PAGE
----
Pigeon Wings by Ignacio Schiefelbein hardly resembles the typical pigeon lifestyle. There are no bread crumbs, and certainly no flapping or cooing. However, it does contain one thing, in abundance.

Speed.

Some games opt for varied challenges. Some implement puzzles, or tricky levels, to keep things fresh throughout the experience. Pigeon Wings opts against these complications, hones in on speed, and nails it. Whether you’re racing other pigeons, dodging cave walls, or duking it out with boss characters, Pigeon Wings doesn’t take the foot off the gas, and it’s a wild ride while it lasts.

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There’s not much background to Pigeon Wings. Bad guys in big planes want to kill you. In order to upgrade your ship and become strong enough to defeat them, you need to participate in a marathon of 20-second-or-less 2D plane races. Makes sense, right? It’s not the next Great American Novel, but racing games are notorious for lackluster storylines, so it’s easy to let this slide.

Much like the storyline, your ship’s controls are also simple. There’s an accelerate-button, a boost-button, and the rest is taken care of by the iPhone’s gyroscope. Speed is necessary for victory, but it’s also the player’s primary enemy. Most levels contain adequate signposts, but cave levels can be tough to navigate, due to low visibility. Thankfully, Pigeon Wings makes it simple to restart a level with essentially no wait time between runs, so it’s very easy to get into a speedrun-mindset, and just brute-force a level until you make it through.

The game’s music is electronic, and it’s just the sort of music to get players into the head-space of a high-speed pigeon pilot. Graphically, the whole experience is mostly pleasing to the eye, though in cave levels, the ship’s light-beam doesn’t appear as smooth as the rest of the graphics. Otherwise, it’s nice to look at, not to mention that the cutscenes have a great sense of humor.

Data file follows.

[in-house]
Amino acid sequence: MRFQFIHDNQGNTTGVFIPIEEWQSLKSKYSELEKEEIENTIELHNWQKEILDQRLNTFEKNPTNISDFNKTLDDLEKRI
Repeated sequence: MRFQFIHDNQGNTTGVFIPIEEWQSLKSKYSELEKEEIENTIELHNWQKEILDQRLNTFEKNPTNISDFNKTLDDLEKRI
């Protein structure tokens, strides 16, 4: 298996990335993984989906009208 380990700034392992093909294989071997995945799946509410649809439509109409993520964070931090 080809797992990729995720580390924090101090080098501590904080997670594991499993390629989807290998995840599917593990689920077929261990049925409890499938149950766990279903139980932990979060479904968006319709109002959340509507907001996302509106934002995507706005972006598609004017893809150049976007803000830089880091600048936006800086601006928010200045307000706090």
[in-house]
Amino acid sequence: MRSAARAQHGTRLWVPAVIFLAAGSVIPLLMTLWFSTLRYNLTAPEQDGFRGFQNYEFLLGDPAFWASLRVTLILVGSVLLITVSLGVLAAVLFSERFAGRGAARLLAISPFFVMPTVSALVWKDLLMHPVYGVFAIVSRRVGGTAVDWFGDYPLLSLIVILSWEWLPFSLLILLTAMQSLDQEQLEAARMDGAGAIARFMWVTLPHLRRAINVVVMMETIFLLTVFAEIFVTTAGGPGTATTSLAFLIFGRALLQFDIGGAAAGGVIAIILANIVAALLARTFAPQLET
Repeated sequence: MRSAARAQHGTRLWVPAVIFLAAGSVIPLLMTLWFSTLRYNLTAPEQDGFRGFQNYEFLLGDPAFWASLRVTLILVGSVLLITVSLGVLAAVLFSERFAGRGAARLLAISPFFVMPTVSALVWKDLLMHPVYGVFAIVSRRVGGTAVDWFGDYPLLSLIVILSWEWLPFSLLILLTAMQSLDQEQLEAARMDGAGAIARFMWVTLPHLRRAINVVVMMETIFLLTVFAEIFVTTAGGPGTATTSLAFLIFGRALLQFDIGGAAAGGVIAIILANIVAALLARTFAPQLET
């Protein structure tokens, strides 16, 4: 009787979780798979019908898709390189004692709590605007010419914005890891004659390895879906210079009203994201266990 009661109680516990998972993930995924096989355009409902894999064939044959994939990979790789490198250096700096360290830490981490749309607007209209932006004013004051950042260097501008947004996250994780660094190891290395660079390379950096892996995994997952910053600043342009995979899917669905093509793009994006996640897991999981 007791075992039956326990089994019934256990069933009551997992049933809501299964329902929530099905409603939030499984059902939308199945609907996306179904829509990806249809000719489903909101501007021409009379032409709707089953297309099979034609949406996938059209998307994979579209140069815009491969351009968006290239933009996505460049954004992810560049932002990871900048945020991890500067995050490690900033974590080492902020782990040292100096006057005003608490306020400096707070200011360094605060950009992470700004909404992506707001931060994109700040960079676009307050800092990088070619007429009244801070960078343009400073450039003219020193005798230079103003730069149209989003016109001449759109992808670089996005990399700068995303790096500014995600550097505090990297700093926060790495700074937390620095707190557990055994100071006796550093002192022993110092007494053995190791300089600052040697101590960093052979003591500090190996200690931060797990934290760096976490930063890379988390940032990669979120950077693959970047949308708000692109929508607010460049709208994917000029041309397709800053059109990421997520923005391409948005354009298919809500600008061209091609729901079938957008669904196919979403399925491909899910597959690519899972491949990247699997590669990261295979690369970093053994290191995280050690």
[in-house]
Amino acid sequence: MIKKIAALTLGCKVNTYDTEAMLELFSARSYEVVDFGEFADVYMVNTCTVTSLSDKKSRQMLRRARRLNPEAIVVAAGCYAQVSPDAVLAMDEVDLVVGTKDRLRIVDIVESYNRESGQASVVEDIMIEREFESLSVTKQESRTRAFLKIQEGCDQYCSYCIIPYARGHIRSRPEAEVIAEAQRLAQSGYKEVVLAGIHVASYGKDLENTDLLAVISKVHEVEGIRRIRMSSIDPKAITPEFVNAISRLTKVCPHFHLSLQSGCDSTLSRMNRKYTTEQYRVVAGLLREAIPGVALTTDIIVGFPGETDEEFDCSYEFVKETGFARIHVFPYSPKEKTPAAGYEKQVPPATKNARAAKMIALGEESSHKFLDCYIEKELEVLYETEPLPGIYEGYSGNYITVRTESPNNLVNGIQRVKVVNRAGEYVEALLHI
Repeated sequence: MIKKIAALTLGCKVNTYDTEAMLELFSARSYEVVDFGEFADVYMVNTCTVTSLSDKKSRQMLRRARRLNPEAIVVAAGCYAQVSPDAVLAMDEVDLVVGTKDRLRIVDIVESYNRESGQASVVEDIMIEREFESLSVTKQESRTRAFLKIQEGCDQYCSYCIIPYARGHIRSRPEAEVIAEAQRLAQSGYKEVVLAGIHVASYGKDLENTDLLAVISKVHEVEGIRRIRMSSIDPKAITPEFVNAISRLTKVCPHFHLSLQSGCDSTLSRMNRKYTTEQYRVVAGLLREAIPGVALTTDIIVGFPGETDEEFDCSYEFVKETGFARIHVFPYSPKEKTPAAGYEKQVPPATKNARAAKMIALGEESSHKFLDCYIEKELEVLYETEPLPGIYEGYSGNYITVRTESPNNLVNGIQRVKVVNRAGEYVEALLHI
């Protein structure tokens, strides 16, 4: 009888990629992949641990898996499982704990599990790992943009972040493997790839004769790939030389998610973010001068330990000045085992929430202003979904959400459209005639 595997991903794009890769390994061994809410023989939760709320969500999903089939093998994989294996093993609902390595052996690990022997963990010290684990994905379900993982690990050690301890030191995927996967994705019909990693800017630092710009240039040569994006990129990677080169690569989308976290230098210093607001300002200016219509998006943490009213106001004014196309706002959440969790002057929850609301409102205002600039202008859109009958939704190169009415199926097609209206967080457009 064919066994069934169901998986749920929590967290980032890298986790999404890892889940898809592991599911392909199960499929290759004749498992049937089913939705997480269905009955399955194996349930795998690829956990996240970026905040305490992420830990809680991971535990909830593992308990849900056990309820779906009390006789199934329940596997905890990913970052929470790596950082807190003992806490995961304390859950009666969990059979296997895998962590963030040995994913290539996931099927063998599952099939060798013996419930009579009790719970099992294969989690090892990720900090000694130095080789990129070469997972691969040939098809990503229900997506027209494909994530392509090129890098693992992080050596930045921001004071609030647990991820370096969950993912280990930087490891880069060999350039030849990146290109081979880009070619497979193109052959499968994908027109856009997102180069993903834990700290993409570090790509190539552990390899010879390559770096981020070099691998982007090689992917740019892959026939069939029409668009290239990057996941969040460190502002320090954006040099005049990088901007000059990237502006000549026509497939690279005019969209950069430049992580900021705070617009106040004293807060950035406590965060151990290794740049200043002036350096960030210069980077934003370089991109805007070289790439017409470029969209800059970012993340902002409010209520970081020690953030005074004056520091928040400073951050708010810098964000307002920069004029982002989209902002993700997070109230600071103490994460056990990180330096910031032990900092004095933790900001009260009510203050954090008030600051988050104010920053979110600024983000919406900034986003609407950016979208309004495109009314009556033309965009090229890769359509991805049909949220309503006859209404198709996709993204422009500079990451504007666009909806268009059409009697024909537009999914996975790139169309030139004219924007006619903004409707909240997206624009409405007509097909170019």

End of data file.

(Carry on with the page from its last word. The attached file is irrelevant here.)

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I enjoyed Pigeon Wings from beginning to end. It’s refreshing to find a game that knows exactly what it wants to be, and does it cleanly, with very little fluff or exposition. At its current price of $1.99, I definitely recommend checking it out, especially if you have a penchant for racing titles or high-speed runners.

2 thoughts on “Pigeon Wings Review

  1. Spot on review! All we put into the game shows up here, even the jagged edges on the cavern areas. To ship on time (or just to ship) we ended up using the same bitmap overlay that we used for the snow and rain levels for the light beam. More resolution slowed the game down on older devices. We are finishing the endless mode. Maybe on some future update well polish that up too

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    1. Thanks for reading, Ignacio! It’s totally understandable that some features need to be cut or trimmed in order to ship, and accounting for older devices has got to be a very tricky balance. Looking forward to the endless mode!

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